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Reuters Select: Why the Trump Organization went south on Georgia
January 10, 2017 / 2:33 PM / a year ago

Reuters Select: Why the Trump Organization went south on Georgia

Exclusive: Why the Trump Organization went south on Georgia

The Trump Organization pulled out of a $250-million real estate project in ex-Soviet Georgia to avoid a potential conflict with Donald Trump’s role as president, Trump’s former business partner in the project told Reuters’ Margarita Antidze. A close U.S. ally seeking NATO membership, Georgia accuses Russia of propping up separatists in two breakaway regions. That could complicate Trump’s drive for friendlier relations with Vladimir Putin.


Why Republicans are having a hard time with Trump’s Russia flirtation

Trump is caught between his desire to improve relations with Russia and Republicans who are pushing for a harsher response to what American spy agencies say was the Kremlin’s meddling in the presidential election. The tacit acknowledgement by his incoming chief of staff that Russia was behind the hacking of Democratic Party organizations suggests that Trump’s maneuvering room is shrinking.


Making sense of the “big border tax”

Nobody knows quite what Donald Trump means when he talks about slapping a “big border tax” on companies that expand manufacturing facilities abroad for products they want to sell in the USA. Experts tell Reuters’ David Morgan that it might be harder to penalize those companies than Trump thinks.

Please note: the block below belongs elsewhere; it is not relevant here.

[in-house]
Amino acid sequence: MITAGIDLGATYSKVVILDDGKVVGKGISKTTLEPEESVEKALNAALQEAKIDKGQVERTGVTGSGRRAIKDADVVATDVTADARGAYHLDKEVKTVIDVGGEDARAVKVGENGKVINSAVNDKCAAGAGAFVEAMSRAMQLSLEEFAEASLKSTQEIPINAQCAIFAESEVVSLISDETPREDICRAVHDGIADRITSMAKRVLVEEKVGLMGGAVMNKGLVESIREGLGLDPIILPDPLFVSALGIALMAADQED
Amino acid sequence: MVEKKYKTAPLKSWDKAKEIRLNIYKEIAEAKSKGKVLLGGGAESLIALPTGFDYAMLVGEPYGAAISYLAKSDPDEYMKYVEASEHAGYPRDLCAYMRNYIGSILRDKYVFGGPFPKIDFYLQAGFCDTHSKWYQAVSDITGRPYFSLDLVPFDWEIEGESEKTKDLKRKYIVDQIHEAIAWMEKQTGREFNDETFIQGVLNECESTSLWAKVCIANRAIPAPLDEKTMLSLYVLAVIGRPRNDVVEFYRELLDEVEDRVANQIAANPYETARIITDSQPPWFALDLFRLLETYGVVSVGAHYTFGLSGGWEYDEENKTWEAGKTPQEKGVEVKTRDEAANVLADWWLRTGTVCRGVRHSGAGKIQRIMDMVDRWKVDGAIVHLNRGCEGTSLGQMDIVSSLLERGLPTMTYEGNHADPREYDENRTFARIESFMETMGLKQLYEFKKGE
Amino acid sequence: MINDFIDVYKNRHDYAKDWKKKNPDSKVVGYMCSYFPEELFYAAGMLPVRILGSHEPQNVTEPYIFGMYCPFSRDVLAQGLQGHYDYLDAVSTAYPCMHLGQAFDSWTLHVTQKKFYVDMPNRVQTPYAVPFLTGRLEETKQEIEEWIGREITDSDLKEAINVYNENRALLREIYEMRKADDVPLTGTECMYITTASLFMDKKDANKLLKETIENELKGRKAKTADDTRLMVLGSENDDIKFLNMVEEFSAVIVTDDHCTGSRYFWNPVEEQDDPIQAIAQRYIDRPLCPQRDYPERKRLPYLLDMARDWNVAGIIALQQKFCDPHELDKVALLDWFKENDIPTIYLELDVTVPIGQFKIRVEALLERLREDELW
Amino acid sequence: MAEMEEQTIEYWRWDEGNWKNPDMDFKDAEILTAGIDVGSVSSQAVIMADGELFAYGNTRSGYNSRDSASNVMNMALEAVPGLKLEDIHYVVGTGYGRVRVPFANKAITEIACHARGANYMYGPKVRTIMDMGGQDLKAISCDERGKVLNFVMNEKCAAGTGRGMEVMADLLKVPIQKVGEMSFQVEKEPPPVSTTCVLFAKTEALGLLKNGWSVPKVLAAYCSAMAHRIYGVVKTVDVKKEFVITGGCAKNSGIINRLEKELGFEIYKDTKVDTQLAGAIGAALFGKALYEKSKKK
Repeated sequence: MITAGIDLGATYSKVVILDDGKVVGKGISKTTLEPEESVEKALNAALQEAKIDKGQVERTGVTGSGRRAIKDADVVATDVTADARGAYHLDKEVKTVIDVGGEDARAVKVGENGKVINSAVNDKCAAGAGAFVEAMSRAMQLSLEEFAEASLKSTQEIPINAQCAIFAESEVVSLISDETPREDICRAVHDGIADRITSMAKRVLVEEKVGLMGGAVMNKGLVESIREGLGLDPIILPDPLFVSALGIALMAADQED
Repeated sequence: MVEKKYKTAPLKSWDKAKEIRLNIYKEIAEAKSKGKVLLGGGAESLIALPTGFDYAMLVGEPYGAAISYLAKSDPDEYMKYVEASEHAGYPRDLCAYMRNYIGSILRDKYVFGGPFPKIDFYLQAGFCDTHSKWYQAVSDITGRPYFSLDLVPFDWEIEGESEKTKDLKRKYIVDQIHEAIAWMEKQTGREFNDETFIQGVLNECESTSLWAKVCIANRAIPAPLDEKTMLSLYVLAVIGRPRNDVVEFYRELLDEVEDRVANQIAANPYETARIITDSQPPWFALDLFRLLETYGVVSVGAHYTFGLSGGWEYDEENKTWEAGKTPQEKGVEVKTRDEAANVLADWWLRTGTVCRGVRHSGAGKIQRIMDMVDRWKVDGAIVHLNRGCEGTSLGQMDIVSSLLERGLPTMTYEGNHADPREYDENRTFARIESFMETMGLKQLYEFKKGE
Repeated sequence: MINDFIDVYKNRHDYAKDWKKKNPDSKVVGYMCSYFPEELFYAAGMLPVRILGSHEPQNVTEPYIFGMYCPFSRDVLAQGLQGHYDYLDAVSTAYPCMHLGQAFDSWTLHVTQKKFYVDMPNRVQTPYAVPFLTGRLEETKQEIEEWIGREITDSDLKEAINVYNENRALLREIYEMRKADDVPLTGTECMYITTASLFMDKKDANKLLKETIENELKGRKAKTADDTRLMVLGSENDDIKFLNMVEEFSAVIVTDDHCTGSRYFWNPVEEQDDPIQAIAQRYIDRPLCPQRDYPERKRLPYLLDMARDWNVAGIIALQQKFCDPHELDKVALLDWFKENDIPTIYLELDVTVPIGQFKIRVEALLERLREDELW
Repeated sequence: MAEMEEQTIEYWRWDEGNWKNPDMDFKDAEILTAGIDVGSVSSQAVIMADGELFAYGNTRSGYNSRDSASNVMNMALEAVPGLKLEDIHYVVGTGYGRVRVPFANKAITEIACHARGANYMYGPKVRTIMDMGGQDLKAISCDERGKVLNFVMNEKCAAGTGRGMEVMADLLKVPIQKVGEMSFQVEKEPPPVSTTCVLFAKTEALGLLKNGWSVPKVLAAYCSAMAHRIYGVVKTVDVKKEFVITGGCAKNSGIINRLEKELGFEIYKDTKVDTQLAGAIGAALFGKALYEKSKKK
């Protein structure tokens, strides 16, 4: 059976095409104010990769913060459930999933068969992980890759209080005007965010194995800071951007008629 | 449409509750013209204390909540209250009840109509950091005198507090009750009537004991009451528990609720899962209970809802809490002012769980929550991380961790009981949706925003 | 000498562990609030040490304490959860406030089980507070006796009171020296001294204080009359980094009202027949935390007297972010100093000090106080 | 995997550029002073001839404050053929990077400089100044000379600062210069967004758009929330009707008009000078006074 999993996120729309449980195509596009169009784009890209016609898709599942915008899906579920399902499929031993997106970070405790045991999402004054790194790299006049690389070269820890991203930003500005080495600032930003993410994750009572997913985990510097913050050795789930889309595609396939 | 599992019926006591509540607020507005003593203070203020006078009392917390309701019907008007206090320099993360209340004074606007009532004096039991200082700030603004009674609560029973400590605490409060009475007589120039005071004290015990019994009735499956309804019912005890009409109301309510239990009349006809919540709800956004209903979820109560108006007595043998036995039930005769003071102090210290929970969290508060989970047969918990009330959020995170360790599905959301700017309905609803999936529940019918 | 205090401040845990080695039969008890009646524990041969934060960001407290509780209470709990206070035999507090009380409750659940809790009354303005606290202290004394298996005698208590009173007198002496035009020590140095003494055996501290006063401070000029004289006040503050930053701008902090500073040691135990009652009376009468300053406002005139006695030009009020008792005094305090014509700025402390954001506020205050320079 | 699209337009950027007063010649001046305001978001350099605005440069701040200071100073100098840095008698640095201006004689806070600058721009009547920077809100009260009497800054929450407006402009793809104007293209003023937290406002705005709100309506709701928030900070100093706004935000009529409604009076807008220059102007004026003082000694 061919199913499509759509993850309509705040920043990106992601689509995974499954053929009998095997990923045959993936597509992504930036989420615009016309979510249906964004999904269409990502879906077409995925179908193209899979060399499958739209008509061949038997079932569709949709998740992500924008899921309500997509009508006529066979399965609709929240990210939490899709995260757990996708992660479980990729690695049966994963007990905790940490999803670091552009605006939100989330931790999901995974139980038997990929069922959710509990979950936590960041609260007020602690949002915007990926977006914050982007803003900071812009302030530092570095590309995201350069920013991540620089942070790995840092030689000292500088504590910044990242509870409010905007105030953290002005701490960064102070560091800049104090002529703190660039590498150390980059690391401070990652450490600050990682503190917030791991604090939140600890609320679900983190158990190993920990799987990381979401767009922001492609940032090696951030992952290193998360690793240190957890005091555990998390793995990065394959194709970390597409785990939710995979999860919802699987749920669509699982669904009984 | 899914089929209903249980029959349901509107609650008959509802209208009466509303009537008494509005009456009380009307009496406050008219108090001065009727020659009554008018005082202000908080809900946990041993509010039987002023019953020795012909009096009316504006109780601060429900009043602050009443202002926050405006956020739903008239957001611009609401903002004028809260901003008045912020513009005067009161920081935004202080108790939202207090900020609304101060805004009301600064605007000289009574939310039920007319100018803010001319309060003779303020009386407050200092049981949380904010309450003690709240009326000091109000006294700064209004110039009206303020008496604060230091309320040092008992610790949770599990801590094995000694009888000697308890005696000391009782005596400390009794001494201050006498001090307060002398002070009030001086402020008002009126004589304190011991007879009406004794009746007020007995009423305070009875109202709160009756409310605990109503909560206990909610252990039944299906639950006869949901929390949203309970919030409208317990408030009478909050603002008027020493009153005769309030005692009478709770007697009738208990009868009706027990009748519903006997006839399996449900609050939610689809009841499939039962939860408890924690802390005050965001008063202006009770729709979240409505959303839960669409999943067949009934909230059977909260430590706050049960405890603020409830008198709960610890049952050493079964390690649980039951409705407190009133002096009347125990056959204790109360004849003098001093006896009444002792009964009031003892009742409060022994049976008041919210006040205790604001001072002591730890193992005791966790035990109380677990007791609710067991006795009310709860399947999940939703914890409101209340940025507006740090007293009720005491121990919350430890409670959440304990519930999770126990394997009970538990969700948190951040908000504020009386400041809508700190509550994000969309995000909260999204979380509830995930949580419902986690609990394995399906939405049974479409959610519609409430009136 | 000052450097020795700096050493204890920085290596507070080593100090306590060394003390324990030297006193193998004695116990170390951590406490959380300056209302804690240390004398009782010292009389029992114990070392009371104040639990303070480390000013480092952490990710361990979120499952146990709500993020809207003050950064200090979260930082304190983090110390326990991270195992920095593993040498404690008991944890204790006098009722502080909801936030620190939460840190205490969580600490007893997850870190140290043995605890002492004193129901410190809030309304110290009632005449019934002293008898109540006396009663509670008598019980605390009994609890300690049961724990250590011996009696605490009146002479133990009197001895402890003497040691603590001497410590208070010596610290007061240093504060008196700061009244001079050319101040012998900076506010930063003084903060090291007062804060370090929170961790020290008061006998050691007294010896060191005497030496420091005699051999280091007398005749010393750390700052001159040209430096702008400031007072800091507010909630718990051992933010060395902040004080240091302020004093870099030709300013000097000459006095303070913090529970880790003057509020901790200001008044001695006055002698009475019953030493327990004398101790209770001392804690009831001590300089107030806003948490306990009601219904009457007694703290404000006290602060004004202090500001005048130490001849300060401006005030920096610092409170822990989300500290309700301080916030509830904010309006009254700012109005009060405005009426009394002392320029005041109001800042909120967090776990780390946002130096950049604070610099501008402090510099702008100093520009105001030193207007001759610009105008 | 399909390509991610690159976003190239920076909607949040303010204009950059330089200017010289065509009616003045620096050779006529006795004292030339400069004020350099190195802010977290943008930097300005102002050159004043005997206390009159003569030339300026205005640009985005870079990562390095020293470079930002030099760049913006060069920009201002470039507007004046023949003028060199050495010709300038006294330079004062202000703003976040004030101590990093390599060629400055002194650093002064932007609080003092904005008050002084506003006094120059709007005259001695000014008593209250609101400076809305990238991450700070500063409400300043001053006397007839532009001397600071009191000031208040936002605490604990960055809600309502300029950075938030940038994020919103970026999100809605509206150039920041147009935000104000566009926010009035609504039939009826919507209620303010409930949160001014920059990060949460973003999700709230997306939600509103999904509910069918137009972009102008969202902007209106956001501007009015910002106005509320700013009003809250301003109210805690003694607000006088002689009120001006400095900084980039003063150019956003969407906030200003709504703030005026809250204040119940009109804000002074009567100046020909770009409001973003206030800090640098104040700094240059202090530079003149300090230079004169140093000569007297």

GM and the fresh prints of Bel Air

General Motors CEO Mary Barra says the auto industry will change more during the next decade than it has in the past half-century, as she highlights how GM will keep up. But for now and for years to come, GM will make money the way it did 60 years ago: by selling large vehicles built on steel frames, with V8 engines driving the rear wheels.


The high price of Afghanistan’s financial independence

A new tax regime aimed at weaning Afghanistan off international aid has boosted government revenues but drawn complaints from some businesses that it hits them unfairly. Firms say they are being targeted by over-zealous officials whose demands on their time and money are preventing them from investing in expansion for the future. There’s also a fear that if businesses can’t offer more jobs to Afghanistan’s young men, they might join militant groups instead.


Reuters photo of the day

Freezing to eat


Migrants stand in line to receive free food outside a derelict customs warehouse in Belgrade. REUTERS/Marko Djurica

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